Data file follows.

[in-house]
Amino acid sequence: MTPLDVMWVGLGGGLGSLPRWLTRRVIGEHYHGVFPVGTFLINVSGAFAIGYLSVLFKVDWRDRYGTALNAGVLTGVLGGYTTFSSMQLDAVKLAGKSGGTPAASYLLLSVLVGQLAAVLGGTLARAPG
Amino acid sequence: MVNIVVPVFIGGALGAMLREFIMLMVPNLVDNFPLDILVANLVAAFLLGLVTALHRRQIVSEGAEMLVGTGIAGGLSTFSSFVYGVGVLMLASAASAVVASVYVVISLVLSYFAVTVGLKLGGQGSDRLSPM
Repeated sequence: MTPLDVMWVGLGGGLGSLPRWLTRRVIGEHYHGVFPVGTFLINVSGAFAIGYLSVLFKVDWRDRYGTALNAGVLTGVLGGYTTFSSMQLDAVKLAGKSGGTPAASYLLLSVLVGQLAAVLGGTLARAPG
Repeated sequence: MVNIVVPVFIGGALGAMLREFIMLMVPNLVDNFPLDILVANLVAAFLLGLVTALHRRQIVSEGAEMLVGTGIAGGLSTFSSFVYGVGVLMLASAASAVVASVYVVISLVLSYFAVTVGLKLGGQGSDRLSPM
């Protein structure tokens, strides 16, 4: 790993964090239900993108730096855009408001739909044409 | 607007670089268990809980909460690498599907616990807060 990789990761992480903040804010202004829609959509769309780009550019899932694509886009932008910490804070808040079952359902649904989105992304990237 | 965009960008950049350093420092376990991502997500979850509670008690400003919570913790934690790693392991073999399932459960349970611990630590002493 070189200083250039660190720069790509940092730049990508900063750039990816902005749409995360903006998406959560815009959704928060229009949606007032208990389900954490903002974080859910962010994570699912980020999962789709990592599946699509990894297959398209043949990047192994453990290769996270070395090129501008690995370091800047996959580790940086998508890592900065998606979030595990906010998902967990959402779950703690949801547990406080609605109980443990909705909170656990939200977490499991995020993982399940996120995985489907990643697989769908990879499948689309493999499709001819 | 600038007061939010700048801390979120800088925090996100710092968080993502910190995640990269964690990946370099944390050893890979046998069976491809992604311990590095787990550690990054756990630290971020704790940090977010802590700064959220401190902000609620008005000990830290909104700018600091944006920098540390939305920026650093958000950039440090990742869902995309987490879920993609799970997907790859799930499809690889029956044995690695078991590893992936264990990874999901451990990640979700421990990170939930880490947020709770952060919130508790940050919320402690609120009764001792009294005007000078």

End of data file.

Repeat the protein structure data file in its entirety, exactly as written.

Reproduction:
[in-house]
Amino acid sequence: MTPLDVMWVGLGGGLGSLPRWLTRRVIGEHYHGVFPVGTFLINVSGAFAIGYLSVLFKVDWRDRYGTALNAGVLTGVLGGYTTFSSMQLDAVKLAGKSGGTPAASYLLLSVLVGQLAAVLGGTLARAPG
Amino acid sequence: MVNIVVPVFIGGALGAMLREFIMLMVPNLVDNFPLDILVANLVAAFLLGLVTALHRRQIVSEGAEMLVGTGIAGGLSTFSSFVYGVGVLMLASAASAVVASVYVVISLVLSYFAVTVGLKLGGQGSDRLSPM
Repeated sequence: MTPLDVMWVGLGGGLGSLPRWLTRRVIGEHYHGVFPVGTFLINVSGAFAIGYLSVLFKVDWRDRYGTALNAGVLTGVLGGYTTFSSMQLDAVKLAGKSGGTPAASYLLLSVLVGQLAAVLGGTLARAPG
Repeated sequence: MVNIVVPVFIGGALGAMLREFIMLMVPNLVDNFPLDILVANLVAAFLLGLVTALHRRQIVSEGAEMLVGTGIAGGLSTFSSFVYGVGVLMLASAASAVVASVYVVISLVLSYFAVTVGLKLGGQGSDRLSPM
């Protein structure tokens, strides 16, 4: 790993964090239900993108730096855009408001739909044409 | 607007670089268990809980909460690498599907616990807060 990789990761992480903040804010202004829609959509769309780009550019899932694509886009932008910490804070808040079952359902649904989105992304990237 | 965009960008950049350093420092376990991502997500979850509670008690400003919570913790934690790693392991073999399932459960349970611990630590002493 070189200083250039660190720069790509940092730049990508900063750039990816902005749409995360903006998406959560815009959704928060229009949606007032208990389900954490903002974080859910962010994570699912980020999962789709990592599946699509990894297959398209043949990047192994453990290769996270070395090129501008690995370091800047996959580790940086998508890592900065998606979030595990906010998902967990959402779950703690949801547990406080609605109980443990909705909170656990939200977490499991995020993982399940996120995985489907990643697989769908990879499948689309493999499709001819 | 600038007061939010700048801390979120800088925090996100710092968080993502910190995640990269964690990946370099944390050893890979046998069976491809992604311990590095787990550690990054756990630290971020704790940090977010802590700064959220401190902000609620008005000990830290909104700018600091944006920098540390939305920026650093958000950039440090990742869902995309987490879920993609799970997907790859799930499809690889029956044995690695078991590893992936264990990874999901451990990640979700421990990170939930880490947020709770952060919130508790940050919320402690609120009764001792009294005007000078």